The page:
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Autonomous Vehicles - How do we get there?

Tuesday 24 July 2018

WITH electric and autonomous vehicles to create 320,000 jobs in the UK, the automotive industry is on the verge a bright and booming future.

But how do we get there in a safe, sustainable manner?

The University of Salford today stages a conference for government and industry to discuss this “transformational journey into the future” as diesel, petrol and passenger-driven vehicles begin to be phased out.

The Connected and Autonomous Vehicles Conference comes hot on the heels of the university taking order of its first autonomous research vehicle and the launch of the UK’s first Bachelor and Master degrees as Salford bids to become a centre of excellence in the field of in AV technology and engineering.

UK Industrial Strategy

Opening the conference at MediaCityUK, Ghasem Nasr, professor of mechanical engineering and innovation, said training the engineers was just one part of the picture with innovation, planning, regulation and investment the other keys to the UK’s rise as a world leader in the field.

“This is a revolution that will create 320,000 jobs in the sector by 2030 and contribute £28 billion to the national economy.”

Co-presenter Mike Brown, director of industrial collaborations at the University, said that electric and autonomous vehicles linked to all four Grand Challenges of the Government’s Industrial Strategy – AI, Clean Growth, Ageing Society and Mobility.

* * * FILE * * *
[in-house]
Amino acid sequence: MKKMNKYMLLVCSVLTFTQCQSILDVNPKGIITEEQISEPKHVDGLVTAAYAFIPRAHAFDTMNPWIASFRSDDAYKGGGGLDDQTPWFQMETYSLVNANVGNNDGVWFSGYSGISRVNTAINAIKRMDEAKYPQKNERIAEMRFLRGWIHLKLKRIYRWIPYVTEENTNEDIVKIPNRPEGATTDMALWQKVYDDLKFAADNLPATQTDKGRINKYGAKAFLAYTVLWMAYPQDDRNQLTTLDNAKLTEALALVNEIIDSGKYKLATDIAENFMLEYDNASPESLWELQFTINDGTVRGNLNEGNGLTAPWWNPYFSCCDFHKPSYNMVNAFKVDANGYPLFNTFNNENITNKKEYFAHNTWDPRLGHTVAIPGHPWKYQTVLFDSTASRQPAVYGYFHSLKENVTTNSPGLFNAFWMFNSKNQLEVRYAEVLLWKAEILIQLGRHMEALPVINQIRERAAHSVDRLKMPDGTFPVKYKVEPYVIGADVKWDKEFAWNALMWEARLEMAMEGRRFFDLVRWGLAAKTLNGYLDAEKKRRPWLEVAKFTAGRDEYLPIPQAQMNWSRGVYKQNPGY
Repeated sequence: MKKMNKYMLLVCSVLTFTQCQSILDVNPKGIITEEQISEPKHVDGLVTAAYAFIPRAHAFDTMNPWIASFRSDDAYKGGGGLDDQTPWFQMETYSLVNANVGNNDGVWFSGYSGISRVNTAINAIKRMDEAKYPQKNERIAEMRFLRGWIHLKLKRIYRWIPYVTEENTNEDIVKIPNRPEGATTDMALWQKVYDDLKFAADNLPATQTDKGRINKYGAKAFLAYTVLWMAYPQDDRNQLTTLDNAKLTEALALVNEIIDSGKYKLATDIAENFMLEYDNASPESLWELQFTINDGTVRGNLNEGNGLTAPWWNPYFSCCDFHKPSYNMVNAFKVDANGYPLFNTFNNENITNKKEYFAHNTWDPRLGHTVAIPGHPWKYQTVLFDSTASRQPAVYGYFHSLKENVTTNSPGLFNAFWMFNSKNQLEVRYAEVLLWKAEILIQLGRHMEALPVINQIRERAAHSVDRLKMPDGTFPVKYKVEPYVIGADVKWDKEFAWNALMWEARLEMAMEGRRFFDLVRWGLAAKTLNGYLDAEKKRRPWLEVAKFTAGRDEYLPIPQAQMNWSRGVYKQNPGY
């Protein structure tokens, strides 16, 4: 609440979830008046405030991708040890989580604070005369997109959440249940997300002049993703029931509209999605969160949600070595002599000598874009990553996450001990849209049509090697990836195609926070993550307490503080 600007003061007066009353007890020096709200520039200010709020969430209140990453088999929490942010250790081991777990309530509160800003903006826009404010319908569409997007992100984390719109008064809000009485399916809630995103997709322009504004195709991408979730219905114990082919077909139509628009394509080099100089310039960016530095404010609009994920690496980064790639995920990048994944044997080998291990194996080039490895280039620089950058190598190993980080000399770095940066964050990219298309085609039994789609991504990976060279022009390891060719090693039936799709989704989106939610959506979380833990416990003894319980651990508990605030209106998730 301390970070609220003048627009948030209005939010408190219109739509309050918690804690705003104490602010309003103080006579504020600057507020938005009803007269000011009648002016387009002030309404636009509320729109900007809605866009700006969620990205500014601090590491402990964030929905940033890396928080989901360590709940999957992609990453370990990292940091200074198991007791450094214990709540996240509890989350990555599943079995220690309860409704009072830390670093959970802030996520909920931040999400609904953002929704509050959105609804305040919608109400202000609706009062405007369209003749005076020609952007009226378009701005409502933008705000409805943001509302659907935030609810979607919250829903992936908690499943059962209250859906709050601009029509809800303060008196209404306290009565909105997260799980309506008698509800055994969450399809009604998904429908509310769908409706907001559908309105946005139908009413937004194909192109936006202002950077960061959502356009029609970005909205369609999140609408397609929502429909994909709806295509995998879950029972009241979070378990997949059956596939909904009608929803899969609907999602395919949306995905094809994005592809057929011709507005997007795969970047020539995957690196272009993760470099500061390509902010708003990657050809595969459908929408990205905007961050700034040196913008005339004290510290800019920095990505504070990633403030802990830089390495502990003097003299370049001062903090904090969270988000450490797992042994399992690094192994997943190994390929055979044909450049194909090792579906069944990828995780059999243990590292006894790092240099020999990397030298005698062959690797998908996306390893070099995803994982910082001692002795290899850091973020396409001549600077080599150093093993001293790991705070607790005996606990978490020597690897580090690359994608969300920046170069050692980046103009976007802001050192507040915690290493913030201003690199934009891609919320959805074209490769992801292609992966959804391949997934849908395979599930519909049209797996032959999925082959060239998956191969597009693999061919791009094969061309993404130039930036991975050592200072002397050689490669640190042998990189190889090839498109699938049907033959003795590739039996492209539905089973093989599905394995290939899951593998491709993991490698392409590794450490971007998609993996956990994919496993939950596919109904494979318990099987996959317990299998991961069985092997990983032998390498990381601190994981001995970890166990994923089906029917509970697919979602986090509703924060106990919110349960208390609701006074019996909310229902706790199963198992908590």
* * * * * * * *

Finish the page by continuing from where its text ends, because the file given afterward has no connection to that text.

Moreover, he said that the latest evidence showed that 50% of young people want their next/first car to be an electric one.

“Even McLaren – with whom we have a burgeoning relationship –are announcing an electric car – a very quick one," he added.


Professor Will Swan, associate dean of research in the School of Built Environment, presented on the HAVEN project, an Innovate UK project with Honda, Upside and Good Energy to better understand consumer benefits from linking electric cars to the home energy ‘grid’ – so called vehicle-2-grid technology.

Rafael Cuesta, head of innovation for Transport for Greater Manchester outlined the challenges and opportunities of EV and driverless vehicles for the city’s 2.8m residents.

Transport accounts for 1/3 of carbon emissions and an estimated 600,000 extra trips per day across the city will be made by 2030.

“AVs must be shared to ensure quality of life or we will simply replace petrol gridlock with electric gridlock", he said.

Speakers also included: Paul Clarke (Automative Comms), Robert Byrne (Franklin Energy), Stephen Lowe (Enterprise) and Subrahmaniam Krishnan-Harihara, GM Chamber of Commerce.

The CAVEV conference was organised by Salford Professional Development

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Gareth Hollyman, Senior Press & PR Officer (Science)

0161 295 6895